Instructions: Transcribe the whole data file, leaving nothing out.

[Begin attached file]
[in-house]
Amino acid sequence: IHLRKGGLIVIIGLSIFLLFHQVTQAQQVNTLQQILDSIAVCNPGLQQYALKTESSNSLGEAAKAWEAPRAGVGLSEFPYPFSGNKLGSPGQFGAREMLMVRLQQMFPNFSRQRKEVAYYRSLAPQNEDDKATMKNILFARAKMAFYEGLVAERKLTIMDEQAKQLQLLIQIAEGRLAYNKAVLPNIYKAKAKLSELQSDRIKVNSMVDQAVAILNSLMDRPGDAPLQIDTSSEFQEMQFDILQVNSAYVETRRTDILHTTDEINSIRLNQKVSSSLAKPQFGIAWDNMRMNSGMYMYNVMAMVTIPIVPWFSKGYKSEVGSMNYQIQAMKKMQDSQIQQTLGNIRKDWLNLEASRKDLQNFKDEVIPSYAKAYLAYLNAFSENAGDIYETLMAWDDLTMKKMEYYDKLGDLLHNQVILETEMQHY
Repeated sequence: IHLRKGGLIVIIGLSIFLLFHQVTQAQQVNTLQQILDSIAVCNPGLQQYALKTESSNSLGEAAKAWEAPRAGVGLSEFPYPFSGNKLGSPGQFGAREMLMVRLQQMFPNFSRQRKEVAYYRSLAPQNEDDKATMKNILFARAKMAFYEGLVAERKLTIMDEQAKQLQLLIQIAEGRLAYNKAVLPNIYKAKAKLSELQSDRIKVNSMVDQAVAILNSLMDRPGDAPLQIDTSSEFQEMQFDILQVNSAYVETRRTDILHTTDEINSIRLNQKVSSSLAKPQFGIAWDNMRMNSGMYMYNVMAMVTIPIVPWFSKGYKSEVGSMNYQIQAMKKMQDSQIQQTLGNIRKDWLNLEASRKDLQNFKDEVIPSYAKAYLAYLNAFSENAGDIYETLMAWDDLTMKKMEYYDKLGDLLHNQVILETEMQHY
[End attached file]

[in-house]
Amino acid sequence: IHLRKGGLIVIIGLSIFLLFHQVTQAQQVNTLQQILDSIAVCNPGLQQYALKTESSNSLGEAAKAWEAPRAGVGLSEFPYPFSGNKLGSPGQFGAREMLMVRLQQMFPNFSRQRKEVAYYRSLAPQNEDDKATMKNILFARAKMAFYEGLVAERKLTIMDEQAKQLQLLIQIAEGRLAYNKAVLPNIYKAKAKLSELQSDRIKVNSMVDQAVAILNSLMDRPGDAPLQIDTSSEFQEMQFDILQVNSAYVETRRTDILHTTDEINSIRLNQKVSSSLAKPQFGIAWDNMRMNSGMYMYNVMAMVTIPIVPWFSKGYKSEVGSMNYQIQAMKKMQDSQIQQTLGNIRKDWLNLEASRKDLQNFKDEVIPSYAKAYLAYLNAFSENAGDIYETLMAWDDLTMKKMEYYDKLGDLLHNQVILETEMQHY
Repeated sequence: IHLRKGGLIVIIGLSIFLLFHQVTQAQQVNTLQQILDSIAVCNPGLQQYALKTESSNSLGEAAKAWEAPRAGVGLSEFPYPFSGNKLGSPGQFGAREMLMVRLQQMFPNFSRQRKEVAYYRSLAPQNEDDKATMKNILFARAKMAFYEGLVAERKLTIMDEQAKQLQLLIQIAEGRLAYNKAVLPNIYKAKAKLSELQSDRIKVNSMVDQAVAILNSLMDRPGDAPLQIDTSSEFQEMQFDILQVNSAYVETRRTDILHTTDEINSIRLNQKVSSSLAKPQFGIAWDNMRMNSGMYMYNVMAMVTIPIVPWFSKGYKSEVGSMNYQIQAMKKMQDSQIQQTLGNIRKDWLNLEASRKDLQNFKDEVIPSYAKAYLAYLNAFSENAGDIYETLMAWDDLTMKKMEYYDKLGDLLHNQVILETEMQHY